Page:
Tag tag tag
Seemingly, given the freedom of folksonomy, people tend to move from hierarchical "folder" modes of tag interpretation (one-to-many) towards more open "keyword" modes (many-to-many).
Keywords are flat, many-to-many, open; folders are hierarchical, one-to-many, closed. (In short, folders are bad, m'kay?) But what does this really mean? If I think that tags are 'like' keywords or that tags are 'like' folders, what difference does it actually make?
From Tom's original piece:
Matt's concept was quite close to the way tagging is used in del.icio.us - with an individual the only person who could tag their stuff and with an understanding that the act of tagging was kind of an act of filing. My understanding was heavily influenced by Flickr's approach - which I think is radically different - you can tag other people's photos for a start, and you're clearly challenged to tag up a photo with any words that make sense to you. It's less of a filing model than an annotative one.
Incidentally, "an individual the only person who could tag their stuff"? That's Technorati rather than del.icio.us, surely?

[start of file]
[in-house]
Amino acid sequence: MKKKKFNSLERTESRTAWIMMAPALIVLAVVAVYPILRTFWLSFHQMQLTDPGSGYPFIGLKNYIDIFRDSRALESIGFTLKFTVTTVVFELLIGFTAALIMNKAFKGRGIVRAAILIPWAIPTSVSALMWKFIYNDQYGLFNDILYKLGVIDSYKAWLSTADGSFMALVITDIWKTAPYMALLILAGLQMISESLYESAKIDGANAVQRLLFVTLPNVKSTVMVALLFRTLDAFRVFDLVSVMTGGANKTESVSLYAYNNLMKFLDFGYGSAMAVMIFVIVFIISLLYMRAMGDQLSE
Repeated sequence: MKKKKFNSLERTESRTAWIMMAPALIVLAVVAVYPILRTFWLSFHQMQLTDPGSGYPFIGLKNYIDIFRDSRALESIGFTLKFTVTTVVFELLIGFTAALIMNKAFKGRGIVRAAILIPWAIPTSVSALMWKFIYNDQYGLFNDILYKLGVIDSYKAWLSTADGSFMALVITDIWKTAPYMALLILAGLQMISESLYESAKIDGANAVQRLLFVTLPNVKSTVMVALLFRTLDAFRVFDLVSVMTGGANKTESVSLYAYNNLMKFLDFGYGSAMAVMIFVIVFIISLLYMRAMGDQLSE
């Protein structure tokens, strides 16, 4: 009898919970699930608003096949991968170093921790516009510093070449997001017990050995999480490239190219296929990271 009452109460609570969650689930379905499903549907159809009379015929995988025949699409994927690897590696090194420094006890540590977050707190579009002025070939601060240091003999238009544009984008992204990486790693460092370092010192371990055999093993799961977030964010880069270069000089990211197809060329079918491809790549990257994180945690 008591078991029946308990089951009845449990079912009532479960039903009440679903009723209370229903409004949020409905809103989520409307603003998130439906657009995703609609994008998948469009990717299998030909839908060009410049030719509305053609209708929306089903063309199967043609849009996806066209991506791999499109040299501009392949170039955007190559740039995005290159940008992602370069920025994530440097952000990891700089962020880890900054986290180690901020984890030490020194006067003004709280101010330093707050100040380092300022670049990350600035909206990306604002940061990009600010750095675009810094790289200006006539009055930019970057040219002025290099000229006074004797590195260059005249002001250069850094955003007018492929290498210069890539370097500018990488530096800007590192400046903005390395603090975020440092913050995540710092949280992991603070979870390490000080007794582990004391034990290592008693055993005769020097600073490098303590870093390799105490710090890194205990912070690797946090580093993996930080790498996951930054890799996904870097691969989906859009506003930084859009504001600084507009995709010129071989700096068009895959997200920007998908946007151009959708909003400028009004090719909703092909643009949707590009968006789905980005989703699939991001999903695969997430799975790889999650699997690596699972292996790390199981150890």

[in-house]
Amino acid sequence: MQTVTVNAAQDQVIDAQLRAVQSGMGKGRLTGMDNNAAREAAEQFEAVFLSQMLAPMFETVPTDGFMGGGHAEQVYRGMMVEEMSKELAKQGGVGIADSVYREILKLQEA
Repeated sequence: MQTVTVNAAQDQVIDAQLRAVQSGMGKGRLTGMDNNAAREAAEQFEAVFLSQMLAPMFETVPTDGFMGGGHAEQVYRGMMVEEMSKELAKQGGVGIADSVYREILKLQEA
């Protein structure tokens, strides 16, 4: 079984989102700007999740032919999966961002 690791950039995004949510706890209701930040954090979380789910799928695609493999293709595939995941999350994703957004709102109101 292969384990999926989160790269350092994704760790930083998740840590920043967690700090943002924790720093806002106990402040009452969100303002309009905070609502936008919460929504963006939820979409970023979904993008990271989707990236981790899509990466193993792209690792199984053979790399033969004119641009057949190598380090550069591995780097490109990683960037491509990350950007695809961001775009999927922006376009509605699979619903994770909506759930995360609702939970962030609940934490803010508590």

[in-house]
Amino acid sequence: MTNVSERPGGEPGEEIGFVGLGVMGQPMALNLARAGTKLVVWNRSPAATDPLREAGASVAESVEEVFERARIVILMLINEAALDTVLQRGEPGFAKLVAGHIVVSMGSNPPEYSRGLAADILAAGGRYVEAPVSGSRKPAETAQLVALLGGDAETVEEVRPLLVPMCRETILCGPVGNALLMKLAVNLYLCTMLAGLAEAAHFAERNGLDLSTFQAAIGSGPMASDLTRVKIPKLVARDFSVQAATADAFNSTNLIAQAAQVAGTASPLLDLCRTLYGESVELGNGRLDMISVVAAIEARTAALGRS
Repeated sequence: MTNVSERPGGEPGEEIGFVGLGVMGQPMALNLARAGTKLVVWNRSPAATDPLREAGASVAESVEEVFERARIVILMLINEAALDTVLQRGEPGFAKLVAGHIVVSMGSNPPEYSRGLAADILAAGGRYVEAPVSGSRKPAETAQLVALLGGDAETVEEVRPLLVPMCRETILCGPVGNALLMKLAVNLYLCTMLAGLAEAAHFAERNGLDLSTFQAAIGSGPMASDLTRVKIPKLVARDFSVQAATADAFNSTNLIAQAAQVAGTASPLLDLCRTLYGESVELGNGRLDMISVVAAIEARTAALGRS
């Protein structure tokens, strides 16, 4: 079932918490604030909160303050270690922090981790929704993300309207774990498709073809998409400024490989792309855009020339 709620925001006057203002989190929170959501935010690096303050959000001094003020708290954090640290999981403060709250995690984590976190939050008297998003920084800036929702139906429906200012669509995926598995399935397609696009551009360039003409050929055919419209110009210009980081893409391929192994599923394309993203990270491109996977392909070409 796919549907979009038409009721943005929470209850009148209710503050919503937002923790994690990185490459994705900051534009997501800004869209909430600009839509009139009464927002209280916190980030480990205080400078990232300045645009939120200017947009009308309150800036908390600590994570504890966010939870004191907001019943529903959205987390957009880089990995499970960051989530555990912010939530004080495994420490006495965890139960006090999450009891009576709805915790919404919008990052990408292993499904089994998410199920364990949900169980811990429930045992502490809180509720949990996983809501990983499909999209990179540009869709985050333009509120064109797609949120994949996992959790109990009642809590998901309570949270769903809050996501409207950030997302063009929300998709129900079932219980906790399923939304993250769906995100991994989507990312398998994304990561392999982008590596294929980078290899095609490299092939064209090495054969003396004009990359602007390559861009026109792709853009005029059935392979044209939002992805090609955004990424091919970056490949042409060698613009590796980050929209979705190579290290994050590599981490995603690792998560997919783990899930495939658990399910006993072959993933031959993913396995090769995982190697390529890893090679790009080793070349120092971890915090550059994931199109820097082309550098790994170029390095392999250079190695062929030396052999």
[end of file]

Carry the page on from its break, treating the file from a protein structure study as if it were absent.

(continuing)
But anyway - the main question is, what are you actually doing differently if you use a tag as an 'annotative' keyword rather than a 'classifying' folder? In either case, it seems to me, you're pulling out a couple of characteristics of an object and using them to lay a trail back to it. The only real difference I can see is that you'd expect to have more 'keywords' than objects and fewer 'folders' than objects, but I can't see how this changes the way you actually interact with the tags or the tag-holder services - or the objects, for that matter.
Perhaps I'm just not getting something - all enlightenment is welcome. But I suspect that, in practice, Flickr and del.icio.us and... er, all those other social tagging services... are converging on a model somewhere between 'keyword' and 'folder'. The tag cloud is crucial here. Flickr may start by enabling you to "tag up a photo with any words that make sense to you", but the tag cloud display "conceals the less popular [tags] and lets recurrence form emergent patterns" (as Tom notes here); it also prompts users to select from previously-used tags if possible. Conversely, the (more rudimentary) tag-cloud display in del.icio.us gives less-used tags more prominence than they had when they were left to scroll off the screen, prompting users to select more widely from previously-used tags. In effect, the tag cloud draws del.icio.us users away from big-tree-of-folders thinking, while also drawing flickr users away from the keyword-pebbledash approach.
[No, that wasn't my promised post about the Long Tail. (It doesn't exist, you know.) Yes, I will get round to it, some time.]